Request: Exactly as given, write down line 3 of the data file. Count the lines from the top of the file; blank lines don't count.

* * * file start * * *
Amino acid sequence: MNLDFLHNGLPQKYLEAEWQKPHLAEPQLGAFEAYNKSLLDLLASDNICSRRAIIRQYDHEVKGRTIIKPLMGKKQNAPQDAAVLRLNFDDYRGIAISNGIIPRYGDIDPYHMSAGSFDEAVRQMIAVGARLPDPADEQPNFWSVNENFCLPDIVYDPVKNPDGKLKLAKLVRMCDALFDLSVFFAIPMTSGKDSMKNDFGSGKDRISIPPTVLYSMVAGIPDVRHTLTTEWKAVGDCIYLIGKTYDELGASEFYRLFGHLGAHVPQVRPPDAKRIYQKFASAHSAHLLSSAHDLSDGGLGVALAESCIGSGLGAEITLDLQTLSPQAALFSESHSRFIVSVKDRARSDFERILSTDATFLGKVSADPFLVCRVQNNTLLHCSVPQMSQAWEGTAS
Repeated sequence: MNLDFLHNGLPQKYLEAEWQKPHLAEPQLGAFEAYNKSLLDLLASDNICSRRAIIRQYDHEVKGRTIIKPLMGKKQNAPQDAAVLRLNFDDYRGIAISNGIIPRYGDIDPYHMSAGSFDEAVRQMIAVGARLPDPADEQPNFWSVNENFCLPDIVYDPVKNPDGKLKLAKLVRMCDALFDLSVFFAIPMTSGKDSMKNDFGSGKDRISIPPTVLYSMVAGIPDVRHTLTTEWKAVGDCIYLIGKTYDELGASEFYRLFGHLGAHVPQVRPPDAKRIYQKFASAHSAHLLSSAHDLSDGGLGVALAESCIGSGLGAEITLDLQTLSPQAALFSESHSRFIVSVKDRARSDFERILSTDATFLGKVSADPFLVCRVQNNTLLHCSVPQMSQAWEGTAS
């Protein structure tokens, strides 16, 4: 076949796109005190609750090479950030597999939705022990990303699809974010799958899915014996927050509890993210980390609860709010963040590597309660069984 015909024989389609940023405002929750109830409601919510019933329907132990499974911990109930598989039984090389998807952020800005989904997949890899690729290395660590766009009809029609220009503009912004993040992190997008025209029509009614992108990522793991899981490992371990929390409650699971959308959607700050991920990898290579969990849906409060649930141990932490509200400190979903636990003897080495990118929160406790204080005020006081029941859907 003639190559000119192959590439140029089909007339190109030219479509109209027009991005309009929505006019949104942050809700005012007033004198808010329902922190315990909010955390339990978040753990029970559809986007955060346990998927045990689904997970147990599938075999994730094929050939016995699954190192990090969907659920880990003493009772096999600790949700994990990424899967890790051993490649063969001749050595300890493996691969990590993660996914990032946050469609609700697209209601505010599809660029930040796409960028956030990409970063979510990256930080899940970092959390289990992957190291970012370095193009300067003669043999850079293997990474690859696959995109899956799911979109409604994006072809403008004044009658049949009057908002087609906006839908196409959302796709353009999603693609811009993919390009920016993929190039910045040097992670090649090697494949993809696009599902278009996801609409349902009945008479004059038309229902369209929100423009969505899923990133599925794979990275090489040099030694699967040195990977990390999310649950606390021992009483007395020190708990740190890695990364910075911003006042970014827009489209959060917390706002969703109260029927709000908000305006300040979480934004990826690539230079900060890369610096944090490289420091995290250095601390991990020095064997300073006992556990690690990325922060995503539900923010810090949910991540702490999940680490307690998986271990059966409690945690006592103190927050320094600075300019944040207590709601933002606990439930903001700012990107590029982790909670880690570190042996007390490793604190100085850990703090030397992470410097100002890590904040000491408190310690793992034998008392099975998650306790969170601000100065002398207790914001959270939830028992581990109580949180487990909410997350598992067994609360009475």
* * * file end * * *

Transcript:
């Protein structure tokens, strides 16, 4: 076949796109005190609750090479950030597999939705022990990303699809974010799958899915014996927050509890993210980390609860709010963040590597309660069984 015909024989389609940023405002929750109830409601919510019933329907132990499974911990109930598989039984090389998807952020800005989904997949890899690729290395660590766009009809029609220009503009912004993040992190997008025209029509009614992108990522793991899981490992371990929390409650699971959308959607700050991920990898290579969990849906409060649930141990932490509200400190979903636990003897080495990118929160406790204080005020006081029941859907 003639190559000119192959590439140029089909007339190109030219479509109209027009991005309009929505006019949104942050809700005012007033004198808010329902922190315990909010955390339990978040753990029970559809986007955060346990998927045990689904997970147990599938075999994730094929050939016995699954190192990090969907659920880990003493009772096999600790949700994990990424899967890790051993490649063969001749050595300890493996691969990590993660996914990032946050469609609700697209209601505010599809660029930040796409960028956030990409970063979510990256930080899940970092959390289990992957190291970012370095193009300067003669043999850079293997990474690859696959995109899956799911979109409604994006072809403008004044009658049949009057908002087609906006839908196409959302796709353009999603693609811009993919390009920016993929190039910045040097992670090649090697494949993809696009599902278009996801609409349902009945008479004059038309229902369209929100423009969505899923990133599925794979990275090489040099030694699967040195990977990390999310649950606390021992009483007395020190708990740190890695990364910075911003006042970014827009489209959060917390706002969703109260029927709000908000305006300040979480934004990826690539230079900060890369610096944090490289420091995290250095601390991990020095064997300073006992556990690690990325922060995503539900923010810090949910991540702490999940680490307690998986271990059966409690945690006592103190927050320094600075300019944040207590709601933002606990439930903001700012990107590029982790909670880690570190042996007390490793604190100085850990703090030397992470410097100002890590904040000491408190310690793992034998008392099975998650306790969170601000100065002398207790914001959270939830028992581990109580949180487990909410997350598992067994609360009475």